Then I bought him a Christmas gift. It was a gift offered from the heart, with no strings attached and no expectation of return. He sent me a note after Christmas saying that he loved the gift and then surprised me by making a donation to my nonprofit. I couldn’t have been happier. The magic was beginning to return. But this time, I stayed out of the way.
And then, last weekend, he asked me to attend a small gathering he had planned. I meditated on whether I should go—if I did, I wanted to be clear about my intentions. The only good reason to go was to enjoy myself, not to test him or to see if our connection was still alive. I also knew how much he loved hosting events, and I relished the idea of seeing him happy, even if I wasn’t the sole cause. So I went.
We were mutually happy to see each other. We chatted a little bit, and then I talked to other friends in the room. I was completely at ease—I dressed for comfort not sexual appeal and talked about what I cared about, even if it didn’t make me the center of attention. When I felt like leaving, I left. And as I prepared to leave, he sent me a strong beam of love—the kind that leaves you feeling warm and full, and floating a few inches off the ground.
As I left the party, I realized that I could spend hours analyzing the meaning of his gesture or I could just accept the gift of love. For so many months, I had denied myself this gift with him. My desire for control had left no space for love offered freely, without any conditions. This time I embraced the gift—and it stayed with me for days.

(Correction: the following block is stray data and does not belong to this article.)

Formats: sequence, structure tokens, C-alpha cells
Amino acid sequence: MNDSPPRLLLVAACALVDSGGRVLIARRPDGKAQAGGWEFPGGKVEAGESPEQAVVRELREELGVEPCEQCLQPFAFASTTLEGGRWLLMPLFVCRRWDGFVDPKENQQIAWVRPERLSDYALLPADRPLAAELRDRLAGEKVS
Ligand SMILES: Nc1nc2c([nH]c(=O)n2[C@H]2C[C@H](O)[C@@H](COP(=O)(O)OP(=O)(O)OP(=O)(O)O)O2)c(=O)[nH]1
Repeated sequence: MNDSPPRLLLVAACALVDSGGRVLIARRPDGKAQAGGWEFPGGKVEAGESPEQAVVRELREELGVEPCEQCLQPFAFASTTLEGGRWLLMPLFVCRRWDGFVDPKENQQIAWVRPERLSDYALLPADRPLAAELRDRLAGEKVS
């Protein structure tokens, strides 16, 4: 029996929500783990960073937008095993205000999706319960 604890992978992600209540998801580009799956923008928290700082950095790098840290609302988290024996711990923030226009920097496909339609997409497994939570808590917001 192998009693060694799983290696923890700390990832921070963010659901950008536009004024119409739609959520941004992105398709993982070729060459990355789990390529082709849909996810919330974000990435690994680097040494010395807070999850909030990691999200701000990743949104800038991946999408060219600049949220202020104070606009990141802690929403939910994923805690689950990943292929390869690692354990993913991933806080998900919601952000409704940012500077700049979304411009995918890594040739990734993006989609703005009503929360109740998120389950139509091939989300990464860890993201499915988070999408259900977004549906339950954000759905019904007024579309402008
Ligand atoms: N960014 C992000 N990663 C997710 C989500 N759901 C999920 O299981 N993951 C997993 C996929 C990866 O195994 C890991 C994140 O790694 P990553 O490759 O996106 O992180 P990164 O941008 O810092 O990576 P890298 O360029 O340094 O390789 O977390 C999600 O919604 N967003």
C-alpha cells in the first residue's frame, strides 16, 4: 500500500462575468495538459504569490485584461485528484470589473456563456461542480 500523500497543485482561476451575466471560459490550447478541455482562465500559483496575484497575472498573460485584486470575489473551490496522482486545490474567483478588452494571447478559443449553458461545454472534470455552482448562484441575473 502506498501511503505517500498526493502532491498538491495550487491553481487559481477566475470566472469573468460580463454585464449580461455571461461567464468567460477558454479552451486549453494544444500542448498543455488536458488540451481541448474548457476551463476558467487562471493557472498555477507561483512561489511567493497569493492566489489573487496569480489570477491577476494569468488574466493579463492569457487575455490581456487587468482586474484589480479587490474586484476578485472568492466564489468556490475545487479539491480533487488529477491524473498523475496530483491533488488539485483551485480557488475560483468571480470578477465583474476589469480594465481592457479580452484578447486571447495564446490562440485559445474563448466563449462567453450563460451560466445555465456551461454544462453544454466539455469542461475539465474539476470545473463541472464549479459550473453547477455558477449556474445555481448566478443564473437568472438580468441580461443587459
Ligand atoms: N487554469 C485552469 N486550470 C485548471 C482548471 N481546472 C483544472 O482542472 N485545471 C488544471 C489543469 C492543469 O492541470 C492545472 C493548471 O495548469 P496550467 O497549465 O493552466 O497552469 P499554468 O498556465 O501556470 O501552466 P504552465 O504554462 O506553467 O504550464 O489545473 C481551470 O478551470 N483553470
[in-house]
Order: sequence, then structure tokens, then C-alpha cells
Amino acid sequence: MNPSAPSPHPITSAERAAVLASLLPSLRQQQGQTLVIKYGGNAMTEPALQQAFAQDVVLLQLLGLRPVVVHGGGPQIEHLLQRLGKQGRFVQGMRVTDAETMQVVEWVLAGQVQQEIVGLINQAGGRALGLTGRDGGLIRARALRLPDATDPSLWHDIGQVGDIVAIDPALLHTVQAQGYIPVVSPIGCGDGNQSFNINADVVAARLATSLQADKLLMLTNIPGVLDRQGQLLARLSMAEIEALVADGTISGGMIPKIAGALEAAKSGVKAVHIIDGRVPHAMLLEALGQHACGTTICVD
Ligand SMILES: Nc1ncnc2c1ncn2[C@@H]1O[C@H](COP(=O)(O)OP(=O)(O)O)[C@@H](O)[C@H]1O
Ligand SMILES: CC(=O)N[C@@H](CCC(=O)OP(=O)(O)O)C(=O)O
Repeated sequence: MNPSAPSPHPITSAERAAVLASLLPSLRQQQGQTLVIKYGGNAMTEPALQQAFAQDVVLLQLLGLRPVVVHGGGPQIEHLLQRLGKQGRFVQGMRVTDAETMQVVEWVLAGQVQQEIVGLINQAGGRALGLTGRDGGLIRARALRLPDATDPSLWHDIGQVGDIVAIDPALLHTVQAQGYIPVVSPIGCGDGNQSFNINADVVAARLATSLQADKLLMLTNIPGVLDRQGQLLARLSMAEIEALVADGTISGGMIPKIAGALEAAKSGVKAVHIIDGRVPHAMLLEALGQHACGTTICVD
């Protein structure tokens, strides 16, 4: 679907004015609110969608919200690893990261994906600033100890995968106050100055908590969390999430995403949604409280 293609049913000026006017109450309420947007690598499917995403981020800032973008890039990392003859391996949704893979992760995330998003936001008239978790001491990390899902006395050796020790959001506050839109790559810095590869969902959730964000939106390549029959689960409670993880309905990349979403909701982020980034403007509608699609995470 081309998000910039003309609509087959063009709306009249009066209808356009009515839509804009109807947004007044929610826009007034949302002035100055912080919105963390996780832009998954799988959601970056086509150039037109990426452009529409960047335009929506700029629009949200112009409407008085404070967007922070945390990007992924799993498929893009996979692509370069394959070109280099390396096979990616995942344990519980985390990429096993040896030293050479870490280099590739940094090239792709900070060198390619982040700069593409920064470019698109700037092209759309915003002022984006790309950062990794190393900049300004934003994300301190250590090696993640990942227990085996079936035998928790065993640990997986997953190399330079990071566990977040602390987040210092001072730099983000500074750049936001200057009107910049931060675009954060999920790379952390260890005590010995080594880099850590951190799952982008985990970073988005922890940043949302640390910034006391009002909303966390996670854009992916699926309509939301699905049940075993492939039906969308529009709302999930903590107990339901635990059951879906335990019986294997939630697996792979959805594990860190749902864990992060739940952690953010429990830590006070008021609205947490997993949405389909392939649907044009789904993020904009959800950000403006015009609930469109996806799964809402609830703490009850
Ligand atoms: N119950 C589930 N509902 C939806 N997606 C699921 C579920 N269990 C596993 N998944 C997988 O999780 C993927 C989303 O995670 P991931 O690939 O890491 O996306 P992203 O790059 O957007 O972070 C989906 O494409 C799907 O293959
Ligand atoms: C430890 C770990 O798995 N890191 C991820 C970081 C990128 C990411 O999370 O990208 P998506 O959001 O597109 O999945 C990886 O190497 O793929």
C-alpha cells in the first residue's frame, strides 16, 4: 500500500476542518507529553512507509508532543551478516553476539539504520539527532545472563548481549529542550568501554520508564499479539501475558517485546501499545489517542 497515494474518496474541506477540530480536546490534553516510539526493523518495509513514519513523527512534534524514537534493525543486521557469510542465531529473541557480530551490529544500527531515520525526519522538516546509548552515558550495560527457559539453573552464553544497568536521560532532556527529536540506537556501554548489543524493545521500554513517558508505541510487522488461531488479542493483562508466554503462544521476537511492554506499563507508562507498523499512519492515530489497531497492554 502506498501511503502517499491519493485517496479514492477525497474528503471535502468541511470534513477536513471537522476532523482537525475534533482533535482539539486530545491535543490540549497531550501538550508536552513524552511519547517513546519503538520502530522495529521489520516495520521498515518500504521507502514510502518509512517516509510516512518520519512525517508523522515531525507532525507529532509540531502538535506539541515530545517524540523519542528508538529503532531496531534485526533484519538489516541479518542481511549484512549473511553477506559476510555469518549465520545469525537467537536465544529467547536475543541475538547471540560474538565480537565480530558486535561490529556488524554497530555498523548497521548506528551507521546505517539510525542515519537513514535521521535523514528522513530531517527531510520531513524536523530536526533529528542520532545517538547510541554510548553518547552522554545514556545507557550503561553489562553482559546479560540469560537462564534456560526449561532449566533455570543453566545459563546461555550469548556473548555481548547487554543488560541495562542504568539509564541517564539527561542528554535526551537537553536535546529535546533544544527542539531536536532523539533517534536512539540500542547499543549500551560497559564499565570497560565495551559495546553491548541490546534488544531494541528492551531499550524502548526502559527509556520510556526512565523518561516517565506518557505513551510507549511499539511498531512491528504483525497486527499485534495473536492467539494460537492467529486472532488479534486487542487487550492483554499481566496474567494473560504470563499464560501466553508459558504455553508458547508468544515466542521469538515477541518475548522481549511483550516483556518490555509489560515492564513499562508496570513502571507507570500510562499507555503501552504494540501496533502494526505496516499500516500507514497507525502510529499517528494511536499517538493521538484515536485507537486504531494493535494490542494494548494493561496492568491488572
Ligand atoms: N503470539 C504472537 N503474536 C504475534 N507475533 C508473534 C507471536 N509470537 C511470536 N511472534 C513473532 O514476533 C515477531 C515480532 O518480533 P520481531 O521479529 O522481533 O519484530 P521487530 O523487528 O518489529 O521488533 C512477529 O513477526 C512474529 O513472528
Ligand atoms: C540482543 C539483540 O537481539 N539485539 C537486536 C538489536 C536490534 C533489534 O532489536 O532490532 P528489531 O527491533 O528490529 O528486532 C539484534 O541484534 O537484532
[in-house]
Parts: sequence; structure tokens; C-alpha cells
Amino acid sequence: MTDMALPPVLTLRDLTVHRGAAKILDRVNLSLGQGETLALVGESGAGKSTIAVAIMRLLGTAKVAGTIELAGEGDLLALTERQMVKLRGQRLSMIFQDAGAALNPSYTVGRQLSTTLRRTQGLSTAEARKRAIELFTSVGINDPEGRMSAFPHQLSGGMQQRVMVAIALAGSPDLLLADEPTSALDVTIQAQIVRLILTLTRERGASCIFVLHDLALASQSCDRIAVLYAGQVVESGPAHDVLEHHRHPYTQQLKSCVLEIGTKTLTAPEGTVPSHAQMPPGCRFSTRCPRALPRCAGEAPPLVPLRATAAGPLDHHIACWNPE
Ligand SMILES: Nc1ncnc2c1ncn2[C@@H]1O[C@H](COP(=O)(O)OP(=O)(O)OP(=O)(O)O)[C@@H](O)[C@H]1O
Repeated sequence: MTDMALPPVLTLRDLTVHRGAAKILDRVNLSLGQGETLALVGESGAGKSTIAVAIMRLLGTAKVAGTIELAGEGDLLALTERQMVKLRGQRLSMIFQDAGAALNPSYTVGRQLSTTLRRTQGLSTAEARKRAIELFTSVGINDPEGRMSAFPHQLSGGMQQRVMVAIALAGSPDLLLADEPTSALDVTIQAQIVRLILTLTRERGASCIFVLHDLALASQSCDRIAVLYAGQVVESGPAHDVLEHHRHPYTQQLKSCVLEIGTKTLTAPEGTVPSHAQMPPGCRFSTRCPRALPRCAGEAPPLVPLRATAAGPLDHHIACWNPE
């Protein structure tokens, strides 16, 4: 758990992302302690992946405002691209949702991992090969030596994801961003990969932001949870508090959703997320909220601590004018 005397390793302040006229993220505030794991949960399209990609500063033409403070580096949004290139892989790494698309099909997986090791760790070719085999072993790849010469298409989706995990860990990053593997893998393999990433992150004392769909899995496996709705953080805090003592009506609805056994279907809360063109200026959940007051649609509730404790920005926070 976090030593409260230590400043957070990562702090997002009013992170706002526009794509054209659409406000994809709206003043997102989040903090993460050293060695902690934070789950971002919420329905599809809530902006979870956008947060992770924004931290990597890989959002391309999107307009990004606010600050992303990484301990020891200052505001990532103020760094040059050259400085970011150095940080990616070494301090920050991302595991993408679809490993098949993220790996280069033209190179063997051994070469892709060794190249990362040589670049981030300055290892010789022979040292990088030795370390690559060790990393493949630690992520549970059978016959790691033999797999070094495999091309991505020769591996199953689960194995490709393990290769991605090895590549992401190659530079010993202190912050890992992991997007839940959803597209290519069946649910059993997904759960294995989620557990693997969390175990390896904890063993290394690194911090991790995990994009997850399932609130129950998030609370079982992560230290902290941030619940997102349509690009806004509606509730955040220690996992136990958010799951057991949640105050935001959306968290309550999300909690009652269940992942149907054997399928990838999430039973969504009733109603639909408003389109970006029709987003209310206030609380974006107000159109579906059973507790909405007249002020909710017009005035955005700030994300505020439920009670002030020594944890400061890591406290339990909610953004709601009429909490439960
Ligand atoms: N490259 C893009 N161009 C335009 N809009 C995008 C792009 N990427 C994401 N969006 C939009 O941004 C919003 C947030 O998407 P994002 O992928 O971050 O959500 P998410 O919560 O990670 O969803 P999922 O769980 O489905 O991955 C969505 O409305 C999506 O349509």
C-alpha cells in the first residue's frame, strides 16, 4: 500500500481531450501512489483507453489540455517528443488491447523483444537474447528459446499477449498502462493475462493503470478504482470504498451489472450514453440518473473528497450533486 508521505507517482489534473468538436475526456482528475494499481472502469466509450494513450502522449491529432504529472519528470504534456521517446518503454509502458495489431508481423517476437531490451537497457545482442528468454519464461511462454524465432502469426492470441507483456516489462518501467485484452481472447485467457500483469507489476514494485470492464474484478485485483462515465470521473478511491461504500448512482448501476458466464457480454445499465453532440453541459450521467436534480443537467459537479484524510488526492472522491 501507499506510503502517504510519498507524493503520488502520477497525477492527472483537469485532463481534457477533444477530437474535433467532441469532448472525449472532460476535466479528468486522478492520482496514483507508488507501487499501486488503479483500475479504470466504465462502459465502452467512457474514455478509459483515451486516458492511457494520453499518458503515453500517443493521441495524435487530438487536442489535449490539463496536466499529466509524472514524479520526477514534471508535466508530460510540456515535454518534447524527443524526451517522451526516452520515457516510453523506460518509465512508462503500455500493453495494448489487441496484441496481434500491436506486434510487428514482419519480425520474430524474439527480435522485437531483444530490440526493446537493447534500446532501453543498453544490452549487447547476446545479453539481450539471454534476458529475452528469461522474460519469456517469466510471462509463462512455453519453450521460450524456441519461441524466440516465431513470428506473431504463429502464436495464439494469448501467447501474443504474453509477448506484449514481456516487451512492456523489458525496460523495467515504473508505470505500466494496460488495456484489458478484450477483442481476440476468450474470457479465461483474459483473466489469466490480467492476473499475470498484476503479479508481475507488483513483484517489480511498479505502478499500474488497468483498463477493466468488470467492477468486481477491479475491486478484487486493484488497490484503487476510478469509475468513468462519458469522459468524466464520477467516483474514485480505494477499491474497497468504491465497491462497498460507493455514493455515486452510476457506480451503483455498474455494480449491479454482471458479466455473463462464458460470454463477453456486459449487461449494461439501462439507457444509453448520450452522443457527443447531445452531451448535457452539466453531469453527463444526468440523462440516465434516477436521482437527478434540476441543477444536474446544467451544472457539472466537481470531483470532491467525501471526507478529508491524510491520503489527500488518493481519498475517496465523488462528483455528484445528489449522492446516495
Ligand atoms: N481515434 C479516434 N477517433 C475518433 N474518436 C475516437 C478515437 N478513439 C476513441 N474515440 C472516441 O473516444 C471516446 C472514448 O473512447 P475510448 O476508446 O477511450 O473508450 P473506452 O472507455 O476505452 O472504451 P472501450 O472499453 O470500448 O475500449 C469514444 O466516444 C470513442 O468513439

There were so many important love lessons in this experience. Letting go is a powerful tool, so rarely practiced by seekers of love. When I got out of the way, I cleared the path for us to receive what we really needed from each other—companionship, kindness, love. Many spiritual writers describe the importance of letting go, but so little is said about the joy of buckling oneself into the passenger seat. It takes courage to let go but boy, does it ever feel good.
I also began to practice, in small ways, the act of not giving myself away in the name of love. I’m a type-A personality—always impatiently pursuing the “end” and willing to trade off “the means” to get there. But I’ve learned that love has different operating instructions from a toaster. Unless I make it to the altar with myself intact, the love won’t survive or be worth committing to for a lifetime. And I’m learning that when you love yourself, you don’t question whether you deserve to be loved. The two pieces fit together perfectly.
A year ago, I would have viewed this love story as a failure—that I failed to convert a perfectly good prospect into a husband. Today, I see it differently. Here’s how I describe it to myself: Love arrived unexpectedly and I embraced it; then it disappeared and I let it go. Then it returned, and I embraced it again, but much more loosely. And now I have a new box to add to my list: “Loving Friend.” Check.